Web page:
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|Title:||Determination of suppressive effect on human T-cell activation by hispidulin, nepetin, and vanillic acid|
Faculty of Medicine, Siriraj Hospital, Mahidol University
|Keywords:||Immunology and Microbiology;Medicine|
|Citation:||Immunopharmacology and Immunotoxicology. Vol.41, No.6 (2019), 591-598|
|Abstract:||© 2019, © 2019 Informa UK Limited, trading as Taylor & Francis Group. Background: Hispidulin, nepetin, and vanillic acid are phenolic compounds potentially possessing immunosuppressive property, however, no information on their pharmacological effect and cytotoxicity has been investigated on human T lymphocytes. Materials and methods: Human peripheral blood mononuclear cells were stimulated with anti-CD3/28 coated beads and treated with individual compound at different concentrations (50–200 µM). Inhibition of early cell activation and induction of apoptosis were analyzed by flow cytometric technique. Results: At 200 µM, frequencies of CD25 and CD69 in CD4+ and CD8+ T lymphocytes were markedly decreased by hispidulin and nepetin. When lowering to 100 and 50 µM, hispidulin had no effect on the expression of CD69 in CD4+ T cells, whereas nepetin selectively suppressed CD25 and CD69 expressions in CD8+ T cells at 100 µM and only inhibited CD69 in CD8+ T cells at 50 µM. For vanillic acid, no inhibitory effect was observed while cell activation was significantly increased for all treated concentrations. None of these compounds disturbed levels of total apoptotic cells in CD4+ and CD8+ populations. Conclusions: Hispidulin and nepetin, therefore, exhibit dose-dependent inhibitory activity of early T-cell activation without inducing cell death, considering feasible immunosuppressants for inflammation-related diseases. However, vanillic acid has no effect on immunosuppression but shows more potential on immunostimulation.Highlights Immunosuppressive effects of hispidulin and nepetin on human T cells were studied. Dose-dependent activity for T-cell suppression was found in hispidulin and nepetin. Vanillic acid showed immunostimulating potential rather than immunosuppression. All compounds did not induce cell death.|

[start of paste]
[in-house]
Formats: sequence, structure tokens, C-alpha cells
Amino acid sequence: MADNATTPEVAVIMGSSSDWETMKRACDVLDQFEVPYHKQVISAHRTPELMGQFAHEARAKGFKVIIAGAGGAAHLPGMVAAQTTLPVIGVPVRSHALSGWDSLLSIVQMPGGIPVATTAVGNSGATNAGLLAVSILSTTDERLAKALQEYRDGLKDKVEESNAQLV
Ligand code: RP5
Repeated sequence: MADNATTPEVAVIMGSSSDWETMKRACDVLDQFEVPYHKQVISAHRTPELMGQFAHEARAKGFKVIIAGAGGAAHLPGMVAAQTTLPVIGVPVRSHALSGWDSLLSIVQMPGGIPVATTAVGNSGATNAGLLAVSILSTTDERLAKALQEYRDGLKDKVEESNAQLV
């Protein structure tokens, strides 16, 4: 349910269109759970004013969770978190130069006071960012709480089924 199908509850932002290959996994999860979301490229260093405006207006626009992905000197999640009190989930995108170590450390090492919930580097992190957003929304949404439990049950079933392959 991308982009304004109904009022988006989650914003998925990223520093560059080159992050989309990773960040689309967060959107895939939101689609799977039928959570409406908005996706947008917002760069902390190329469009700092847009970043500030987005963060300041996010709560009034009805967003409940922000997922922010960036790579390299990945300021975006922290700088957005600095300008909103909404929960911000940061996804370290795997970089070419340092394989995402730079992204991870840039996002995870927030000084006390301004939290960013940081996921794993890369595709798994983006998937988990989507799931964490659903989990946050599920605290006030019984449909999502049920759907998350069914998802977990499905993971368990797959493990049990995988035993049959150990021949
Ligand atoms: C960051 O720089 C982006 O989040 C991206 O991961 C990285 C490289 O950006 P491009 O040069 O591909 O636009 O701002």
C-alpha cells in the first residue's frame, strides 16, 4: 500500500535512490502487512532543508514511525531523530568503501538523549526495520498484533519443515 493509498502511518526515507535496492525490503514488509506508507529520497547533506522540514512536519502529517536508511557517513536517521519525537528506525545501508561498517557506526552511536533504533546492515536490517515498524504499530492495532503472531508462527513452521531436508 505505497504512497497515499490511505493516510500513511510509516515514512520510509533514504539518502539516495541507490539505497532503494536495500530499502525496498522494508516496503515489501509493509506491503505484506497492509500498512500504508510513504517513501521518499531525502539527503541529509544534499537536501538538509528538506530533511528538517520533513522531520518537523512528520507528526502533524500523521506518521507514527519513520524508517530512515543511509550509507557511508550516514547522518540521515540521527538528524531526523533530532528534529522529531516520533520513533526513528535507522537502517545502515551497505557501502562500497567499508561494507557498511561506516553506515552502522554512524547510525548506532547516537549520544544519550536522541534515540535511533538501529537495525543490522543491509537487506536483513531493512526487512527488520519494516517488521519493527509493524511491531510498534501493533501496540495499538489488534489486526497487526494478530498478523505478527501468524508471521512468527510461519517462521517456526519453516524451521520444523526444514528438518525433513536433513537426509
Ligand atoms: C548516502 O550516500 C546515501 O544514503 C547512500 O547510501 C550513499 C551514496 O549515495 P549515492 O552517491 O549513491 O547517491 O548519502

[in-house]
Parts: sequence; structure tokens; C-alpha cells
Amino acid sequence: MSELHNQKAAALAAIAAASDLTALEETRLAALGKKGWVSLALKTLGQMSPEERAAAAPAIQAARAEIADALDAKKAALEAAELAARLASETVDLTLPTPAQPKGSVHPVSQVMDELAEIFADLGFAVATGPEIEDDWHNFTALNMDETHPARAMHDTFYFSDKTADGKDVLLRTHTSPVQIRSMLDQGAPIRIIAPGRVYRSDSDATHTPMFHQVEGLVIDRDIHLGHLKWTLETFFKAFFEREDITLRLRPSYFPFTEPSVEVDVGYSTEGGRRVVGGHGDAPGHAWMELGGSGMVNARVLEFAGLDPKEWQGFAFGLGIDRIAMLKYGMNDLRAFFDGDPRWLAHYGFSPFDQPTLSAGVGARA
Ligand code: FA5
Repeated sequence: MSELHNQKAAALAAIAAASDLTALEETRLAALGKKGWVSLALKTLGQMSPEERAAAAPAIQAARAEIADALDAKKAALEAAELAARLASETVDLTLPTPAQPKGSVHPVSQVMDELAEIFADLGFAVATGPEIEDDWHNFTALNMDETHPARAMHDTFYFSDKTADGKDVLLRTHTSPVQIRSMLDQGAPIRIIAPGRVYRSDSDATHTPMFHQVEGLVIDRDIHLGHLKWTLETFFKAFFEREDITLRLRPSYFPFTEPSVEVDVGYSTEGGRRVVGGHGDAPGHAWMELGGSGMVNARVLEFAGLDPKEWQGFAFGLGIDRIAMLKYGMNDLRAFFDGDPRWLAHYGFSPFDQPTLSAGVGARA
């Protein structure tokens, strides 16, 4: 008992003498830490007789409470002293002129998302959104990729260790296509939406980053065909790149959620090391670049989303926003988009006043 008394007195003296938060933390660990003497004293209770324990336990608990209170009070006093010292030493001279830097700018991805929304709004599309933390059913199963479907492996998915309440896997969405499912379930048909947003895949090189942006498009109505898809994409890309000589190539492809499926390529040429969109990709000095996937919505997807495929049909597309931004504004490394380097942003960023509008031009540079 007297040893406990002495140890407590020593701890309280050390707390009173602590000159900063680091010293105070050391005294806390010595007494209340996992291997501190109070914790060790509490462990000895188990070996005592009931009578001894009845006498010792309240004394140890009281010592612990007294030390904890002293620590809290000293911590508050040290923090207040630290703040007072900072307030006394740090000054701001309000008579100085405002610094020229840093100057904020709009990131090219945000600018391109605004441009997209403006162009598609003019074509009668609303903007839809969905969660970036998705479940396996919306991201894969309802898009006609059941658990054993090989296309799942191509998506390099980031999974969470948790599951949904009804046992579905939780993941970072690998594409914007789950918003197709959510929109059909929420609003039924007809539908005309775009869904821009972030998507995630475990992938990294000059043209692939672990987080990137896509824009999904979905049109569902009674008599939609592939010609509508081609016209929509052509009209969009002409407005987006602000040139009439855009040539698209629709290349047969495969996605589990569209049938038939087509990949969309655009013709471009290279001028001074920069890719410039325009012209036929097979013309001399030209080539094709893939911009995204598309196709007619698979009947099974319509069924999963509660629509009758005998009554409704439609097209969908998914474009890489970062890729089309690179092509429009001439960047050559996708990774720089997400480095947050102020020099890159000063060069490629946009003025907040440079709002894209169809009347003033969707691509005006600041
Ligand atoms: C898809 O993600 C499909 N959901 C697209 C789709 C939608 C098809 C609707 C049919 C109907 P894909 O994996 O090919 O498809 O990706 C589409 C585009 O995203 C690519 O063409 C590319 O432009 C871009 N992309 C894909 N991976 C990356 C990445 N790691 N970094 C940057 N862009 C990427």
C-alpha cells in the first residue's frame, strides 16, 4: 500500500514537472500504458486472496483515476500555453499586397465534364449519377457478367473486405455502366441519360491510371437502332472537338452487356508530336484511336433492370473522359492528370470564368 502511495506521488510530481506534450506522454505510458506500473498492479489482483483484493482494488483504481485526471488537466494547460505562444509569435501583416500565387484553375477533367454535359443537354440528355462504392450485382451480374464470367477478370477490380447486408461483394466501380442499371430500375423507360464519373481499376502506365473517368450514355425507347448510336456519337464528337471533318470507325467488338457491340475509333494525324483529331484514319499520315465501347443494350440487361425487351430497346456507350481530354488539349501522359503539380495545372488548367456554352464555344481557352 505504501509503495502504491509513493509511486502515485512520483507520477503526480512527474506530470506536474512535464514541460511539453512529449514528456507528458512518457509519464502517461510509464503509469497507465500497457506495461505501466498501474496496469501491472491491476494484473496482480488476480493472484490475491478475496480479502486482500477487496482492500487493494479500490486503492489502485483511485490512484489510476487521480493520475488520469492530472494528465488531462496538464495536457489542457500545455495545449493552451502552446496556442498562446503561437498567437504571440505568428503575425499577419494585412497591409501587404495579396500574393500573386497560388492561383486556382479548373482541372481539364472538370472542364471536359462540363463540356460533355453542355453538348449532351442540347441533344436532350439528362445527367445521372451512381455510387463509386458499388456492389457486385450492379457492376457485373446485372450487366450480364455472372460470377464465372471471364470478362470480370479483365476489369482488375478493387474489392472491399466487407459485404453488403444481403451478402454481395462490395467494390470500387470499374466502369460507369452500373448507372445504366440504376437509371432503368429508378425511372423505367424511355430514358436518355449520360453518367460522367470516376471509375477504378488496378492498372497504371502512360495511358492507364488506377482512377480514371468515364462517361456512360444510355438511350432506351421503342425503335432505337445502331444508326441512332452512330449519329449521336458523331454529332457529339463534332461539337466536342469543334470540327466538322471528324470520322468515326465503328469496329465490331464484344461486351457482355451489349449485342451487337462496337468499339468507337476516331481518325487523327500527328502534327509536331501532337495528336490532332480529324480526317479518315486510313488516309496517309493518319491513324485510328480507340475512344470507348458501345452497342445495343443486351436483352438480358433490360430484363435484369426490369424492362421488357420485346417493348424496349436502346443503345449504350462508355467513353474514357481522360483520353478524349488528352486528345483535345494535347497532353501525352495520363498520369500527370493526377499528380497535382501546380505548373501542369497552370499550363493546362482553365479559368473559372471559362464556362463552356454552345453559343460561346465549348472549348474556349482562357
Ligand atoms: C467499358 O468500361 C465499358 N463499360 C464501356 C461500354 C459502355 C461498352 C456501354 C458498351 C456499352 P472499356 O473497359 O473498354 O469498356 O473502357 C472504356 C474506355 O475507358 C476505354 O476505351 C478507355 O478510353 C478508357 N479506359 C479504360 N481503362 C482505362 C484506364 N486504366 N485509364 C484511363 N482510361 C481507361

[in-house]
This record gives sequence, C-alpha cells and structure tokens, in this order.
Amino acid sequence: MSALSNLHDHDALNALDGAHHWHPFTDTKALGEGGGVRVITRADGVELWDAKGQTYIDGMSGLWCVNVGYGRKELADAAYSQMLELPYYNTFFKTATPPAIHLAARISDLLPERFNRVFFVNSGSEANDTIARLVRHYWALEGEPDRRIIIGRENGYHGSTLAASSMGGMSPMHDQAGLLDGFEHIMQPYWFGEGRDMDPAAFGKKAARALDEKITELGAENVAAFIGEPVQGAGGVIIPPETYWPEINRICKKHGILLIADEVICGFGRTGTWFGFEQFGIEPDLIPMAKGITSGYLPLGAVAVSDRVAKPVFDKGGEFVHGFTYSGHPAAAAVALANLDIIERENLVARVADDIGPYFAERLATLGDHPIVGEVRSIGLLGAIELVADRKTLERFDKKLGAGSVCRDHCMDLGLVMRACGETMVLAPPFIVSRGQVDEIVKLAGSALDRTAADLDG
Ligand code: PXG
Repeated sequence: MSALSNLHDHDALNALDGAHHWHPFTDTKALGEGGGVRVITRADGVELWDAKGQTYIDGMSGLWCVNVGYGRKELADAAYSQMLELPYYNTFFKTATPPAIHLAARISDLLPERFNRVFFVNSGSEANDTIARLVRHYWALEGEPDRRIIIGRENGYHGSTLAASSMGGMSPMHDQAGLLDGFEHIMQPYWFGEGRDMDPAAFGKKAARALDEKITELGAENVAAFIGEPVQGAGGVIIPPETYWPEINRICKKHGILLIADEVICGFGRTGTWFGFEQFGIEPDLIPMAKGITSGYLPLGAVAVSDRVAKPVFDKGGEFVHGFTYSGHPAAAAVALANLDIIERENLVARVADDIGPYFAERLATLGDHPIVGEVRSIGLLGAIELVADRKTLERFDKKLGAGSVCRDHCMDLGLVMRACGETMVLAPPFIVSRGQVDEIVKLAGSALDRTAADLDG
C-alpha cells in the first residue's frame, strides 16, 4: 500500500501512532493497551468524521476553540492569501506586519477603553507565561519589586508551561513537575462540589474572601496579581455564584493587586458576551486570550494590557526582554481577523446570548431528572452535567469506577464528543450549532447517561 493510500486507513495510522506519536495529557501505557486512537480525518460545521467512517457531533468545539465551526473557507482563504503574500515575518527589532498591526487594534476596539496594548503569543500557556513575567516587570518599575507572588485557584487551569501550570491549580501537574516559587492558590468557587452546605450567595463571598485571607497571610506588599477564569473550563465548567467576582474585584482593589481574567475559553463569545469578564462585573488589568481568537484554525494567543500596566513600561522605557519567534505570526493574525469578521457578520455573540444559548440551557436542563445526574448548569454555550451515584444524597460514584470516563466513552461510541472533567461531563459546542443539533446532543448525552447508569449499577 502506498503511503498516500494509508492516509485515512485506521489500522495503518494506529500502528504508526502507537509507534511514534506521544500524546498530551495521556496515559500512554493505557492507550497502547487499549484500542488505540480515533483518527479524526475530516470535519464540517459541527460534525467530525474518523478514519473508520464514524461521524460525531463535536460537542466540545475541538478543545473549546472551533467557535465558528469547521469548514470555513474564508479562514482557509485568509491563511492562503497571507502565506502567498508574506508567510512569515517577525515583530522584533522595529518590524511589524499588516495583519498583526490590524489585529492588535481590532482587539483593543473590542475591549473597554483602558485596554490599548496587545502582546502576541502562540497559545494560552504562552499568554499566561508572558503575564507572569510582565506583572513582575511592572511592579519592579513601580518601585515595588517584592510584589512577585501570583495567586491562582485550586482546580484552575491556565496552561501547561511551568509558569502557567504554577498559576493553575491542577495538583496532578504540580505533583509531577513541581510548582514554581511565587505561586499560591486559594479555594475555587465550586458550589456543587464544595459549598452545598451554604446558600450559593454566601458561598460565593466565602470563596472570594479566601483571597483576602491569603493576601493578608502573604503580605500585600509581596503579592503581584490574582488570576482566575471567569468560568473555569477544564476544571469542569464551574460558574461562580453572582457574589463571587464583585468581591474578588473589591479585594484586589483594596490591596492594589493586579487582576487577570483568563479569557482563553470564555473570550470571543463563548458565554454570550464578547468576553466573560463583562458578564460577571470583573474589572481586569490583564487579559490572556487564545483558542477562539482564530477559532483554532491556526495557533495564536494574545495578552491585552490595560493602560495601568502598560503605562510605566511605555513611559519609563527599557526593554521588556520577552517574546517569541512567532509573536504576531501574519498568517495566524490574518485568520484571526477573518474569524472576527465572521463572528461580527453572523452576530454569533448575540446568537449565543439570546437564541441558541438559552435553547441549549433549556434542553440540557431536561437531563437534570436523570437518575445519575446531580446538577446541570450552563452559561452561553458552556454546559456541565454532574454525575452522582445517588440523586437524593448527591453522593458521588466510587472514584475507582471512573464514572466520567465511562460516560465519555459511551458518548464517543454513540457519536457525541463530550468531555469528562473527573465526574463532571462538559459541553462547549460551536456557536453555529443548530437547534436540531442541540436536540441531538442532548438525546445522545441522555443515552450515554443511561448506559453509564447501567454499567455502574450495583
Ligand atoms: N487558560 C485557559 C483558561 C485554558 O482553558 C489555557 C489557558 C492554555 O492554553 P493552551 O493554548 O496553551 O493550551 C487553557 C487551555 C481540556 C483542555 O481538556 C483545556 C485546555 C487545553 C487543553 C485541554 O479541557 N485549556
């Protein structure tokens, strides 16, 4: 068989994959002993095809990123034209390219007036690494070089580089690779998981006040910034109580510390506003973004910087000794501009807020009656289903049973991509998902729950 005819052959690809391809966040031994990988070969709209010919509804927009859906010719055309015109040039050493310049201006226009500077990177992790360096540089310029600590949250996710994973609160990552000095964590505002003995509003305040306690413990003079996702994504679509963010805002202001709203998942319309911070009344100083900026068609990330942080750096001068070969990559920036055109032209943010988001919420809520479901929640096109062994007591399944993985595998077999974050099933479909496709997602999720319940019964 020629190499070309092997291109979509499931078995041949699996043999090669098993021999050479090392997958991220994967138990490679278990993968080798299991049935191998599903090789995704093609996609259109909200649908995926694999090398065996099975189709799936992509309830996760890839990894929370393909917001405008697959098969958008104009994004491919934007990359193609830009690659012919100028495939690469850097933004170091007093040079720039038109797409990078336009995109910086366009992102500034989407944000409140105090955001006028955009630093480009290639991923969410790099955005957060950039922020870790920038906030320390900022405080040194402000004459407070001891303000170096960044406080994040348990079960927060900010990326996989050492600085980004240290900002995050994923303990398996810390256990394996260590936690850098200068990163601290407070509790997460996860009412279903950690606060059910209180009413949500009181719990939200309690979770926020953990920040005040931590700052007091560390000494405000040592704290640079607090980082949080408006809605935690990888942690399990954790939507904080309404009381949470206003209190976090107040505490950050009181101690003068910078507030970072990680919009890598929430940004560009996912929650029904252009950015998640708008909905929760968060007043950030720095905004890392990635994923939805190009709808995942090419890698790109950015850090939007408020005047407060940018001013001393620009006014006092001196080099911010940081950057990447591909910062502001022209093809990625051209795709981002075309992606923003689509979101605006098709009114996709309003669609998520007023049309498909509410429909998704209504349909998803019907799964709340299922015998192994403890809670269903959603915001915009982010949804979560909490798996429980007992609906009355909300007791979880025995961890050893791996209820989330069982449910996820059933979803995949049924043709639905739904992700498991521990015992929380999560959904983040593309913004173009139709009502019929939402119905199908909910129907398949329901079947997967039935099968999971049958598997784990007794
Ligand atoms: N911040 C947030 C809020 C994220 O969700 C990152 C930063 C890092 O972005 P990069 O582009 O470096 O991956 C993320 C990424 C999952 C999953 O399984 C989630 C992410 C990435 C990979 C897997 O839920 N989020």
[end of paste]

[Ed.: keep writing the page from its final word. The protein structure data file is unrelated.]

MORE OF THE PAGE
|Appears in Collections:||Scopus 2019|
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